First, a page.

April 4, 2011 |

Grace: Knowledge of the tricks of the evil spirit so that we can resist them, knowledge of the life exemplified by Christ so that we can imitate Him.

Text: Spiritual Exercises 136-147

Reflection: Today Ignatius  presents the meditation on the Two Standards, the standard of Satan and the standard of Christ.  We are more likely to oppose the evil spirit and to follow the good spirit if we understand the ruses of the devil and the true path to holiness.

Imagine the army camp of Satan—the ugly sights and the revolting smells and the terrifying sounds—as he sends his minions throughout the world to corrupt people and turn them from their happiness in God.  Ponder how he lays traps for people to enslave them, by tempting them to covet riches and despise poverty.  This greed then leads to a desire for the honors the world.  This hunger for honors then leads to a pride that finds no room for God.  After enslaving the soul to covetousness, vanity and pride, the evil one leads the soul to all other vices.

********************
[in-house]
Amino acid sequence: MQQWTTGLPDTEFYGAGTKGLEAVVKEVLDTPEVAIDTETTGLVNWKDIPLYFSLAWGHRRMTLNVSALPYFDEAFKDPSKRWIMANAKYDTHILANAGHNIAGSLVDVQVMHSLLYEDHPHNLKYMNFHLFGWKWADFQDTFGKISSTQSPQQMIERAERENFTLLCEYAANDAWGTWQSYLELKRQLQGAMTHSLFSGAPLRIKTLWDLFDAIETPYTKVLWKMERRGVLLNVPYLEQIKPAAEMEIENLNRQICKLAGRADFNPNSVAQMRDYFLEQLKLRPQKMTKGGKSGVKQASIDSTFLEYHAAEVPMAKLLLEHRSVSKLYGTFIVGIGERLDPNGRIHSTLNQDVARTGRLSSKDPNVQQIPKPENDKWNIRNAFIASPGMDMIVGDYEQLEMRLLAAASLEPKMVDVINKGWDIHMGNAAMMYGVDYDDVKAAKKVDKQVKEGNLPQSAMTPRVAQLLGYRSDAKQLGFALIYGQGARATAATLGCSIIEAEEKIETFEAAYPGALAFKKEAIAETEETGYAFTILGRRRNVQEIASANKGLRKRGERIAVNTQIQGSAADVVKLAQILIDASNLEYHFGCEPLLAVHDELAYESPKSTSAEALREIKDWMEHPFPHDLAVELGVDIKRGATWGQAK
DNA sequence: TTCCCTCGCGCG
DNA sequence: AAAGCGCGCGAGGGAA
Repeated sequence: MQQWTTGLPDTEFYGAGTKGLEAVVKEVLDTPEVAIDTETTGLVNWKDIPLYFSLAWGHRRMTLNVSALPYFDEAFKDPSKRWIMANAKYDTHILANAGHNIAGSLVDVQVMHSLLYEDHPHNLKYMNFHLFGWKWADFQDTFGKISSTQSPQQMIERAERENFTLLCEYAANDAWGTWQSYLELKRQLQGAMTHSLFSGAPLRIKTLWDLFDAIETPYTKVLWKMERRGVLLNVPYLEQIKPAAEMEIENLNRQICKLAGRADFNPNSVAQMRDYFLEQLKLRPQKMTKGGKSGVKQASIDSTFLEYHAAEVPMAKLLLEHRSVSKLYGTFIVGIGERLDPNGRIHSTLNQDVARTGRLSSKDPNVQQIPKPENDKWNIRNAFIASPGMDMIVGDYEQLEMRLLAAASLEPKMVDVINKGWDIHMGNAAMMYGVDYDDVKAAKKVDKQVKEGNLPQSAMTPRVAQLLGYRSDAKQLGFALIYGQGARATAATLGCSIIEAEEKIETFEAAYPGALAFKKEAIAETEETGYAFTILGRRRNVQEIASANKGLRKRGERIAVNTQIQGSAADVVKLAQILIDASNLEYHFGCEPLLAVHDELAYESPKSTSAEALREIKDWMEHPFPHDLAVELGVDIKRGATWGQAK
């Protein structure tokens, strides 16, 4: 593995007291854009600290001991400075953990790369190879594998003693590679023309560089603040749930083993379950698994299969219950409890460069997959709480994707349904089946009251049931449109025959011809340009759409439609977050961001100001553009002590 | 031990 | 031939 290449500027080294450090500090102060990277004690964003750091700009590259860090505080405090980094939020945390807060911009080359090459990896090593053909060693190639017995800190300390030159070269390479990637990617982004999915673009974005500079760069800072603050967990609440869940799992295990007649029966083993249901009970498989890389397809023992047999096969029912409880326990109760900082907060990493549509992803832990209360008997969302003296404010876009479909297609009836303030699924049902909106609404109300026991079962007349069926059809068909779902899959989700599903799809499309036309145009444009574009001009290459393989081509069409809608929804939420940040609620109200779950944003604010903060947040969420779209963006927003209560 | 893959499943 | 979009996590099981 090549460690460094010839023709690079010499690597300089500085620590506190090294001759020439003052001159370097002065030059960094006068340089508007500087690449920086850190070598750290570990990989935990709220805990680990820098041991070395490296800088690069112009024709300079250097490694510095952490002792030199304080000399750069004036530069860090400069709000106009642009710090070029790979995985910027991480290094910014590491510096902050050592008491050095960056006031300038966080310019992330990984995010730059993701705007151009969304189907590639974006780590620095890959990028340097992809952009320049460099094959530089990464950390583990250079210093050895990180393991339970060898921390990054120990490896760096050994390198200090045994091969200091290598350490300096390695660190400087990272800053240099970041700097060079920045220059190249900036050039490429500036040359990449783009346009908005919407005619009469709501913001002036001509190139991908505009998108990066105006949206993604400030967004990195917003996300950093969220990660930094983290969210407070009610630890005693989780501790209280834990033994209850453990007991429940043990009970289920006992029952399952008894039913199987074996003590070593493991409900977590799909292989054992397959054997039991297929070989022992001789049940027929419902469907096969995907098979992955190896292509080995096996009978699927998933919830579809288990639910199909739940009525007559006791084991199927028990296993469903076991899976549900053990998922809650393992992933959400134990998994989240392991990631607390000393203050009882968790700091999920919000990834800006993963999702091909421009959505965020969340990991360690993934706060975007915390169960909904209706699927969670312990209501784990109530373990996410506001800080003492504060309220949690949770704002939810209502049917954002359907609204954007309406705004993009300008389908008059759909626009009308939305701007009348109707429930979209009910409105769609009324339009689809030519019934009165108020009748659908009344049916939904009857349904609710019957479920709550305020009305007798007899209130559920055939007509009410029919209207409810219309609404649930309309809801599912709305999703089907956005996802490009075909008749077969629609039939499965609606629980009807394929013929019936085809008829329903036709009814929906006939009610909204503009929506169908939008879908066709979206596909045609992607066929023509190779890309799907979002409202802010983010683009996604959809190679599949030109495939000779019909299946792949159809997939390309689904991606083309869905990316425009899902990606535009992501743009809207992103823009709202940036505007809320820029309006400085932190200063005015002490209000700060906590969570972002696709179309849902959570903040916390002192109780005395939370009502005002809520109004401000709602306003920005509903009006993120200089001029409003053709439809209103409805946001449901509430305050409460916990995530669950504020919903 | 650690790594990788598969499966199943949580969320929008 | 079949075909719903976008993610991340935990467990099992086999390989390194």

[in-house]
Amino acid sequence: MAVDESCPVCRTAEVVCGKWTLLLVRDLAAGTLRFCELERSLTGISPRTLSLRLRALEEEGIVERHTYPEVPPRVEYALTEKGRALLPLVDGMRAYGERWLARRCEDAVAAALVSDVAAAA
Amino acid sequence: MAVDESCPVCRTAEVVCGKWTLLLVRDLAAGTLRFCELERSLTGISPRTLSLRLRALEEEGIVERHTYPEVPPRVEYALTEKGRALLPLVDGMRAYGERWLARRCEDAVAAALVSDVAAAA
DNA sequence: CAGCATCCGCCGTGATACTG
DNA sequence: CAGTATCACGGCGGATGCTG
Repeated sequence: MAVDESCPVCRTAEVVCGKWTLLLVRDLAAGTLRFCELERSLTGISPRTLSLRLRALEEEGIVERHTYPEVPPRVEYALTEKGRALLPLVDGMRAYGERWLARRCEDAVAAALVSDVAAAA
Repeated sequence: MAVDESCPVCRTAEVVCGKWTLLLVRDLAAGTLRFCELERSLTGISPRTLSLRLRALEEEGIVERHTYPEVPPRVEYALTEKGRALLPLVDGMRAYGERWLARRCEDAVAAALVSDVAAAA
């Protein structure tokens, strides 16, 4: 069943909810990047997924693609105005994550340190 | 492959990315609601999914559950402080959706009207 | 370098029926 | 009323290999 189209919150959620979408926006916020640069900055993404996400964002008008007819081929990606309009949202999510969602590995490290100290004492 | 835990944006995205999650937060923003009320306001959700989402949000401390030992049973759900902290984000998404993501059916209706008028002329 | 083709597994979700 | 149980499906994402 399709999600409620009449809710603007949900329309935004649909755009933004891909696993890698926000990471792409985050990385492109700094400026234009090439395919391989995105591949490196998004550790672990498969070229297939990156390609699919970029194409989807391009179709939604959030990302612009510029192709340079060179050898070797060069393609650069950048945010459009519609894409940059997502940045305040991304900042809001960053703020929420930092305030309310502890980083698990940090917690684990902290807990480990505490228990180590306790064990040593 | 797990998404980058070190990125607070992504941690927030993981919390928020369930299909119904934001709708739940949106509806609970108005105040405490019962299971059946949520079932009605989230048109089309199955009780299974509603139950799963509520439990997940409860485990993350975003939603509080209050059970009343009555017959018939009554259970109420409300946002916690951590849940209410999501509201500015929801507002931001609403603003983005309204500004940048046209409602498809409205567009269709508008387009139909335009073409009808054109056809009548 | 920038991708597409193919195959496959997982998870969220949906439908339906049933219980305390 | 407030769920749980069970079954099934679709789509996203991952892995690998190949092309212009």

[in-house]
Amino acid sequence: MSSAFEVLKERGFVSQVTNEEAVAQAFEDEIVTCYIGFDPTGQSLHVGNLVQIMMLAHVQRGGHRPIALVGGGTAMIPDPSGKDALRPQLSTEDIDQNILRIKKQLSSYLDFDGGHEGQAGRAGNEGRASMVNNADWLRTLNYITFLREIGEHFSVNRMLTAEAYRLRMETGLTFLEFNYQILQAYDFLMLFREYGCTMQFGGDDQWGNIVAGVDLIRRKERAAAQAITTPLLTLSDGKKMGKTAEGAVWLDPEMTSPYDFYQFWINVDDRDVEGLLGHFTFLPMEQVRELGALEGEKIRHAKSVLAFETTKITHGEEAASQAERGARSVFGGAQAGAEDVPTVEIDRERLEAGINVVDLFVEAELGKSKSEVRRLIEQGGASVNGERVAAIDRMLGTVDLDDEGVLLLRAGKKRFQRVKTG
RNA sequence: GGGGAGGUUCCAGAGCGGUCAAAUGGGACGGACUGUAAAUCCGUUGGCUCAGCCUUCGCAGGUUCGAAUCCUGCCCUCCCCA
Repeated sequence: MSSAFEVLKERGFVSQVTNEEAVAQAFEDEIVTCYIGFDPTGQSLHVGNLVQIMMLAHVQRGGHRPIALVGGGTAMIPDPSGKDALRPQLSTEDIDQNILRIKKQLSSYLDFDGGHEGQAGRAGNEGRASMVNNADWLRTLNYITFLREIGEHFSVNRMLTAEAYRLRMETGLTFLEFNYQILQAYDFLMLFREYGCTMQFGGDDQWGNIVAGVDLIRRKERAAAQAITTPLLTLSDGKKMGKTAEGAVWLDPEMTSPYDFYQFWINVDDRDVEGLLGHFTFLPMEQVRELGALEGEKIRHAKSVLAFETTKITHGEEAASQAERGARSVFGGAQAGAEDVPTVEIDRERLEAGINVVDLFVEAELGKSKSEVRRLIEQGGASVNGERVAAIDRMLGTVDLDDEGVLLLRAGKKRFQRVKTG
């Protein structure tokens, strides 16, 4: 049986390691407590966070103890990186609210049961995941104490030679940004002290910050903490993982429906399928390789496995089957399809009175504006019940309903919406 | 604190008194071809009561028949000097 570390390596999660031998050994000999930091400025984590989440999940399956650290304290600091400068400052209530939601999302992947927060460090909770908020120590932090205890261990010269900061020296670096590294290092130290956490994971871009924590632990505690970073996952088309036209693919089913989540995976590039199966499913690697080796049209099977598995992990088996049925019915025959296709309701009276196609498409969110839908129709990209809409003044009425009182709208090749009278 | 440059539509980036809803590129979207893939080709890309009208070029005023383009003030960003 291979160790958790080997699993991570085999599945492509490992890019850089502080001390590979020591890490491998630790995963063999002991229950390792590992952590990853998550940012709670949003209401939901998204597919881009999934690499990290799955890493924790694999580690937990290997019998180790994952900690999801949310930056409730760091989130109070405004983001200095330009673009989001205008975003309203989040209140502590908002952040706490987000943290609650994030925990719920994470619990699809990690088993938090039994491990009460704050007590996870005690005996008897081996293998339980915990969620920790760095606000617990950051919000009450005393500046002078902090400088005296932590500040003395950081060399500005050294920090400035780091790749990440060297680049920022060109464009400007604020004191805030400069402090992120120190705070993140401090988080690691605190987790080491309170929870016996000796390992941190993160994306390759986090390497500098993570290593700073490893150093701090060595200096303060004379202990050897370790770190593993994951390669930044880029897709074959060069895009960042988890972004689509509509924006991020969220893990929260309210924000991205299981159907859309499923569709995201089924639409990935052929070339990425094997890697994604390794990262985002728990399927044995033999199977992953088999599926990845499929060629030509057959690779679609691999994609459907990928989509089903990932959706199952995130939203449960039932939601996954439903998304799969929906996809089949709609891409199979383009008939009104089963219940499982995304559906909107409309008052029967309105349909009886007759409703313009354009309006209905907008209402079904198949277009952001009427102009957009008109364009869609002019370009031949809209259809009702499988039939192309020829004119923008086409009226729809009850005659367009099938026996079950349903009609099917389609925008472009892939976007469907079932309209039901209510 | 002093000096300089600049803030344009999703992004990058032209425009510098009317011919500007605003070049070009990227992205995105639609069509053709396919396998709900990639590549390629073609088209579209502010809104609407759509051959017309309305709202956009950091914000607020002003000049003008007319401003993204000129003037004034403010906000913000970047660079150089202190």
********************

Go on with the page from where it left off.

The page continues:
Now imagine the camp of Christ—the simplicity of the camp and the attractive appearance of Christ and the beauty of his words—as he sends out his disciples to spread the Good News to all people.  He recommends to His followers that they seek spiritual poverty, and perhaps even material poverty. He then encourages them to seek the will of the Lord alone, even if this means being insulted and hated.  No longer living to please the world, they will come to true humility, from which flow all other virtues.

And so we oppose the trap of covetousness by embracing spiritual and perhaps material poverty, the trap of a hunger for honors by embracing a willingness to be insulted and hated by the world, and the trap of pride by embracing humility. Humility makes our relationship with Christ flourish, since it reminds us that everything we need will be given through Him.

To be poor, to be insulted and to be humble are not things we generally run after.  But Christ experienced all three when He came among us.  He wants to give them to us and He wants us to ask for them. And though we may not learn to love them overnight, we can ask the Lord every day to be drawn into a closer imitation of the life He lived to save us.

Questions: Am I tempted to covet riches, and do I hear the call to a poverty of spirit?

Am I tempted to desire to be honored by the world, and do I hear a call to live to please God alone?

Am I tempted to pride, and do I hear a call to humility?

April 4th, 2011 | |